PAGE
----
Mexico’s Journalists Move to Secure Press Freedom

Dangerous Assignments

Mexico is experiencing an unprecedented period of rapid democratization. For the first time in modern history, citizens have participated in reasonably clean elections, with space for opposition parties. The mass media have been part of this openingÑpulling away from patterns of complaisance and collusion with those in power, pluralizing opinions and perspectives, and shining a light on the workings of government. The vast majority of revelations about official corruption arise not from the justice system, but in the pages of newspapers. Those who hold political power have lost the traditional mechanisms for controlling the press, and the shift toward a freer press has translated into growing hostility toward journalists.

Despite the enormous political opening in the last two years, Mexico is still an extremely dangerous place. Journalists still die because of their work. Attacks on the press come from a variety of directions:

  • Old-style political bosses in small and medium-sized cities who resist the push toward openness from the local press
  • Security agents who work for high-ranking politicians who try to protect their bosses, often on their own initiative
  • Corrupt police officers angry because of the spotlight on their practices
  • Drug cartels that want to continue to operate with impunity

Alarmed by mounting violence against the press, about 30 top Mexican journalists met last November, with the help of various international institutions such as CPJ, the Freedom Forum, and Investigative Reporters and Editors (IRE). The outcome was the formation of a committee charged with creating an association for the protection of journalists. Several days later, one of the members of the planning committee, Jesœs Blancornelas, editor of the weekly Zeta  in Tijuana, was ambushed and riddled with automatic gunfire that killed his driver. There was never more palpable evidence of the need for an organization to protect Mexico’s journalists.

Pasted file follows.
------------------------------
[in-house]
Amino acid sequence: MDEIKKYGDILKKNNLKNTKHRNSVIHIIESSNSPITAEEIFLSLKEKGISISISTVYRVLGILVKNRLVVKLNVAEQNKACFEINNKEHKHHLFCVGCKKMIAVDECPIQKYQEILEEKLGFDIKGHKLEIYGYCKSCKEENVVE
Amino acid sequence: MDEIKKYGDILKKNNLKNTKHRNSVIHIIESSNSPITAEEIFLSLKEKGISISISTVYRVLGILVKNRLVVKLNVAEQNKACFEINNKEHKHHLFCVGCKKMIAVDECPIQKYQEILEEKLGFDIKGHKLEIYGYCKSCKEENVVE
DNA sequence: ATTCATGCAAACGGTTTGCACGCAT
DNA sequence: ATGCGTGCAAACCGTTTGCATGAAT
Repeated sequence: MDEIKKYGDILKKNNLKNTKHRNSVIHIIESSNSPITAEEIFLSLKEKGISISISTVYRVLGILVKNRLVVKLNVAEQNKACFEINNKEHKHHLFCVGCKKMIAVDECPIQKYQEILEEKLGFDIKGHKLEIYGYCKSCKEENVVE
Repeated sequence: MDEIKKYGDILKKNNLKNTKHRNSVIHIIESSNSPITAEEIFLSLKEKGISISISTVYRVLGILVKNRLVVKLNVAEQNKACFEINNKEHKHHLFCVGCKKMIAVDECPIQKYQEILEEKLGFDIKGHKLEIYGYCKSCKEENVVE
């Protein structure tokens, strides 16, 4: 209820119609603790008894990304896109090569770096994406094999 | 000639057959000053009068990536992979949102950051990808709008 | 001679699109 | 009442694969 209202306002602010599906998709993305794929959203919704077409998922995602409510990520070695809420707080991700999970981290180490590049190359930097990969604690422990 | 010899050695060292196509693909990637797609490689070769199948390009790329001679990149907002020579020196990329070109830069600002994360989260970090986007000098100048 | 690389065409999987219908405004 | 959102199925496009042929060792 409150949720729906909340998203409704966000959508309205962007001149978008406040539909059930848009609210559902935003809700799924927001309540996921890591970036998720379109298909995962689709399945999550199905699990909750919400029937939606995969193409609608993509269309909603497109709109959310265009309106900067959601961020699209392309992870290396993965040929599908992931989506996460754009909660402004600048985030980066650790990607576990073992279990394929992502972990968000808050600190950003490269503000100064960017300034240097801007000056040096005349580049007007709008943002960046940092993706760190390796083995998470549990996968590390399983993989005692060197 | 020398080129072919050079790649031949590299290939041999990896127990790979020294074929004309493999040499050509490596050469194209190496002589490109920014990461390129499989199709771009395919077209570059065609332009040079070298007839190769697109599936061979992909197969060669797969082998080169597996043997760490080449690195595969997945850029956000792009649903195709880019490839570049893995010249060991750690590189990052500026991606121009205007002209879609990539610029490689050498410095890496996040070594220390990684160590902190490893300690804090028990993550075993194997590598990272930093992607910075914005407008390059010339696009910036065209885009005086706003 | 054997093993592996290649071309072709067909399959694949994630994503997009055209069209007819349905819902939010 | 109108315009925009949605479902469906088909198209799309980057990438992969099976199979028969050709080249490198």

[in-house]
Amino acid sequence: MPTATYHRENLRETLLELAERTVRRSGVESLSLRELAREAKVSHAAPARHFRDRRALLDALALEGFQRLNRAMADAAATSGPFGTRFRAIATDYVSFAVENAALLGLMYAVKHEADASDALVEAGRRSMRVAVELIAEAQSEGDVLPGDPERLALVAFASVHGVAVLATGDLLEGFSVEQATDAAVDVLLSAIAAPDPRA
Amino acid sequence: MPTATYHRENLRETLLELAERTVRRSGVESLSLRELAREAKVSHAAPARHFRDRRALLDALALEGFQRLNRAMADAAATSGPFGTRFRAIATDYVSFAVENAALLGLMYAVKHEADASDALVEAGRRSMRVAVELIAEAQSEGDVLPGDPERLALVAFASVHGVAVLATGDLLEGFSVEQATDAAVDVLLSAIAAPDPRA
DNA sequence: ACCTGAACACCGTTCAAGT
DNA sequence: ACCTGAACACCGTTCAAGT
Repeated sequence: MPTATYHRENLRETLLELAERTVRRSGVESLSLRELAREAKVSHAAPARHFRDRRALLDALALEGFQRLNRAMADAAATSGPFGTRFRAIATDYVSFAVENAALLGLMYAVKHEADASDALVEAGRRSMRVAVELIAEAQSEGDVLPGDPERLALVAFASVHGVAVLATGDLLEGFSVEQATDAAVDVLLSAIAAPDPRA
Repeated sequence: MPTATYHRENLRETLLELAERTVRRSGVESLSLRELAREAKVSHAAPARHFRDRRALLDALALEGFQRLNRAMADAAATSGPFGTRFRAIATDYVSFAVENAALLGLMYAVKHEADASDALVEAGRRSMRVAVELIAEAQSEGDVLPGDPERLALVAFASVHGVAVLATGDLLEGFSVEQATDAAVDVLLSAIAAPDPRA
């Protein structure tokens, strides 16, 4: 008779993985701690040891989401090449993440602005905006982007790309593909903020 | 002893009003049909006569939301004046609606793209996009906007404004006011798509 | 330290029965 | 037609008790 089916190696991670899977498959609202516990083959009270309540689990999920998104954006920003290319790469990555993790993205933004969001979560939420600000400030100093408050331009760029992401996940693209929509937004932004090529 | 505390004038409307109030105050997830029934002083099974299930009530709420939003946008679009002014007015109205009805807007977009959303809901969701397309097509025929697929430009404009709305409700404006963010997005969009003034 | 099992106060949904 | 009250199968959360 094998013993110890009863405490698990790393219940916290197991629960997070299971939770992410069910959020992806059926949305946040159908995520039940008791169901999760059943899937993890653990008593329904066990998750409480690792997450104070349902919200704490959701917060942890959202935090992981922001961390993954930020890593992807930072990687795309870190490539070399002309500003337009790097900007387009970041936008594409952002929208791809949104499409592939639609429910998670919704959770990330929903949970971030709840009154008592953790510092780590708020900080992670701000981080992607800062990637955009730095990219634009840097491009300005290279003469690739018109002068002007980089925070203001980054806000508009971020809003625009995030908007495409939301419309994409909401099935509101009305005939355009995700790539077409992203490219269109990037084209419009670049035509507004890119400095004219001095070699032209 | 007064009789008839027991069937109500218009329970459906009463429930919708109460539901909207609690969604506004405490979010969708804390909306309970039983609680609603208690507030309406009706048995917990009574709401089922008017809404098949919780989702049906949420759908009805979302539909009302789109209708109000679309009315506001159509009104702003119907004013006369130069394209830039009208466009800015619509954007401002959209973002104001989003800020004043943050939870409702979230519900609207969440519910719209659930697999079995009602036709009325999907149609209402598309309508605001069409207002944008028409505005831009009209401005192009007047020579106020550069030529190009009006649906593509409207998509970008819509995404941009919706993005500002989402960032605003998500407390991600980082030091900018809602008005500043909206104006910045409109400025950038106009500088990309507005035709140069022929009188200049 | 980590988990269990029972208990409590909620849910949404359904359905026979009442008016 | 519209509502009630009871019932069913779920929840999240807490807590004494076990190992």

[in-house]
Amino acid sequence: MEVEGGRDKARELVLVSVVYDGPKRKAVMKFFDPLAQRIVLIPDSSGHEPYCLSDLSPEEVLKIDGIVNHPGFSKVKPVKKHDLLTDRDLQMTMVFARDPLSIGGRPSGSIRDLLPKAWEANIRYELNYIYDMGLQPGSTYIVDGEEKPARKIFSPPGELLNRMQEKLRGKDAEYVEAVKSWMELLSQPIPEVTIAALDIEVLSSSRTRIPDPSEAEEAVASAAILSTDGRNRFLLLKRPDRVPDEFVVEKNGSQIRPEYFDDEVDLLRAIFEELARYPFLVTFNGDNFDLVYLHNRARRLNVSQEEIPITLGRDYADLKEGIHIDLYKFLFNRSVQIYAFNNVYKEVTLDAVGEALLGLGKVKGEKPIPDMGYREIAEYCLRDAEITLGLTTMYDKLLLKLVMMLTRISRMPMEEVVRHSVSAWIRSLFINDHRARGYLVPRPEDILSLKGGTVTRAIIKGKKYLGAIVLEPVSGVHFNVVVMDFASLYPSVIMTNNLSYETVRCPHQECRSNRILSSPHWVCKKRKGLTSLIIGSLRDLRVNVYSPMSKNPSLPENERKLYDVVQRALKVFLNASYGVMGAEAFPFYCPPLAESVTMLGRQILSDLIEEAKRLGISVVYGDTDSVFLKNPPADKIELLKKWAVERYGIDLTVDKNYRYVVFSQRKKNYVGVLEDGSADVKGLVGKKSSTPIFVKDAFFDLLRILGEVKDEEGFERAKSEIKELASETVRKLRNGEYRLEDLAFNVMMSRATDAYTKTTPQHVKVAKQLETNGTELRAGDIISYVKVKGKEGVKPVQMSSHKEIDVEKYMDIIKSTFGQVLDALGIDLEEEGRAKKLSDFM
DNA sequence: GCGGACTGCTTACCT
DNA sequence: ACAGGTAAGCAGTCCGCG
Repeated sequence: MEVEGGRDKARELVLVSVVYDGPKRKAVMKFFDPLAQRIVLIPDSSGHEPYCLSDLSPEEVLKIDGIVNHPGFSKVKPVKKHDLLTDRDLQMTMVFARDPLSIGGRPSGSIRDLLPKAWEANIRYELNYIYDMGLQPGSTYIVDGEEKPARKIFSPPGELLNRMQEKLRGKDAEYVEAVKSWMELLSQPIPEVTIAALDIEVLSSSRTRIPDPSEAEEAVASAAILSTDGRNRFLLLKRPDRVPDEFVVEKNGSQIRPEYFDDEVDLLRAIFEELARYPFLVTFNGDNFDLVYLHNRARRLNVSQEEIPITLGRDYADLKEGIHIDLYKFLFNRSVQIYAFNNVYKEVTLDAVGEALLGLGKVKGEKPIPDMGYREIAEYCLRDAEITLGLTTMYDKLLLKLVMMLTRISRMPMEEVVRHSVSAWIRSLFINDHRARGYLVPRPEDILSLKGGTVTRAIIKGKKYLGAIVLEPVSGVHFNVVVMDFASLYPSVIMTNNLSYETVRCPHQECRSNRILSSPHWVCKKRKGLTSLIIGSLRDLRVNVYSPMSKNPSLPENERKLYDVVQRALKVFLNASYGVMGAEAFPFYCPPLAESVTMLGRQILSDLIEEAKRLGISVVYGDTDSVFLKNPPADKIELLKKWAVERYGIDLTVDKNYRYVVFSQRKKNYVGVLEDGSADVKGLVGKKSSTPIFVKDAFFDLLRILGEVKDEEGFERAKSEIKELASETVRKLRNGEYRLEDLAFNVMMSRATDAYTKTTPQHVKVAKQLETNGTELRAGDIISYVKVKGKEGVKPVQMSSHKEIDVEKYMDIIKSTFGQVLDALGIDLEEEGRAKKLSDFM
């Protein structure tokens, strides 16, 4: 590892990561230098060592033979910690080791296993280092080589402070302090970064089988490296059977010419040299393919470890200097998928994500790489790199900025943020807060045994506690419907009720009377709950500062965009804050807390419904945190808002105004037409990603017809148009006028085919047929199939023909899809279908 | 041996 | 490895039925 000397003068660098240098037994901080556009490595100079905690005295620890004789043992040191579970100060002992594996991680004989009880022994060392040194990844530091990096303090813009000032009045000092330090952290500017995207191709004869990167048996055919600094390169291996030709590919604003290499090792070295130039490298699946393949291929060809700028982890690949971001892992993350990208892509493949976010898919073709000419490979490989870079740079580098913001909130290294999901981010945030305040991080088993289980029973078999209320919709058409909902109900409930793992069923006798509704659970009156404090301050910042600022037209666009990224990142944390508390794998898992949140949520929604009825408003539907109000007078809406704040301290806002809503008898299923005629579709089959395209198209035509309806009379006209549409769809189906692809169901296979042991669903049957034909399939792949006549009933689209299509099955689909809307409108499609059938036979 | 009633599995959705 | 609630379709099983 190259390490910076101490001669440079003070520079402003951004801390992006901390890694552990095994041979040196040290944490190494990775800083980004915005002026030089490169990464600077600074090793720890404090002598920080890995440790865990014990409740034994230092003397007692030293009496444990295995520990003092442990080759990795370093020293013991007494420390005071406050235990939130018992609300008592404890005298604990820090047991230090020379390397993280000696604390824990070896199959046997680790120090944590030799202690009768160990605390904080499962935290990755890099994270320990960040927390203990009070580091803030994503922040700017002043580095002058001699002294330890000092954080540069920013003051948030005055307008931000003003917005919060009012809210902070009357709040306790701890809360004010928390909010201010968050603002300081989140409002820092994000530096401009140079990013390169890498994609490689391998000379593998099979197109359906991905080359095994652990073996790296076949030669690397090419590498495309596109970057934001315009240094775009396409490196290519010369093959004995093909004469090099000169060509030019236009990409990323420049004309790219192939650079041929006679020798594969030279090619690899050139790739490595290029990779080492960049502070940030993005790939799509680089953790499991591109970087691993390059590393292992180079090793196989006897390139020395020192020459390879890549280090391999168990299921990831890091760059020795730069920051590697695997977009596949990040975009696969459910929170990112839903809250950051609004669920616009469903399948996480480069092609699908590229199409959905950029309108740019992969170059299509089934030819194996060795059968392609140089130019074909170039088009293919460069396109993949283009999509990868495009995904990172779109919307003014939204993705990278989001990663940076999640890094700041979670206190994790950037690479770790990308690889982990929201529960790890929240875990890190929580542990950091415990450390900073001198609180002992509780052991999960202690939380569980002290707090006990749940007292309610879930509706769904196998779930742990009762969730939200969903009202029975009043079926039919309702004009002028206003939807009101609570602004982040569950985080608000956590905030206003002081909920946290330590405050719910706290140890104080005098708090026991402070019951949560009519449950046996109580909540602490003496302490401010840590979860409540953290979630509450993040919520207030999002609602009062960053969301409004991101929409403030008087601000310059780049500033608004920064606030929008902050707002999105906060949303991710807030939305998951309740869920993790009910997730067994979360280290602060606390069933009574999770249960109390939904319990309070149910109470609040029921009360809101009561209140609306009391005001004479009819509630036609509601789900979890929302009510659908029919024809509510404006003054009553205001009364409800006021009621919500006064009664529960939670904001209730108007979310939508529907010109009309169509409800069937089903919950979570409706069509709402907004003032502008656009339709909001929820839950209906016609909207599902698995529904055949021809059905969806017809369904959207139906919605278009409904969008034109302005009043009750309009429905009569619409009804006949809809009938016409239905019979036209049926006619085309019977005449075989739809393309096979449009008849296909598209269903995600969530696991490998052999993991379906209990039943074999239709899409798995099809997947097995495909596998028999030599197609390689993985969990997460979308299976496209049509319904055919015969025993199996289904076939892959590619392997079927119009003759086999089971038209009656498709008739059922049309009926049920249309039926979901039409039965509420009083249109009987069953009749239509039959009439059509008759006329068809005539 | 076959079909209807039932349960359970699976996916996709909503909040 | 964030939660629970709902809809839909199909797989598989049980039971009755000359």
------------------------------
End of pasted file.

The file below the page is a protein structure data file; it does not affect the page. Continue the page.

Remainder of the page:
Miraculously, Blancornelas recovered to participate six months later in the founding of La Sociedad de Periodistas (Society of Journalists), an organization dedicated to monitoring, publicizing, and ensuring official accountability for physical or legal attacks against journalists. An independent, nonprofit, nonpartisan association that does not accept government funds, its tools include the ability to investigate these attacks, report them to the national and international media, and demand that the perpetrators be brought to justice. It will model its procedures and strategies on similar organizations in other countries.

Journalists’ best defense against violent reprisal is to make sure that the punishment of these crimes is swift and certain. In the past, wrong-doers saw violence as the surest route to silence the press. They will now see that an attack on a journalist will provoke more media attention, not less, to the stories they’re seeking to suppress. Our work is to convince Mexican society that an attack against a journalist is an attack against the whole society and its right to be well-informed.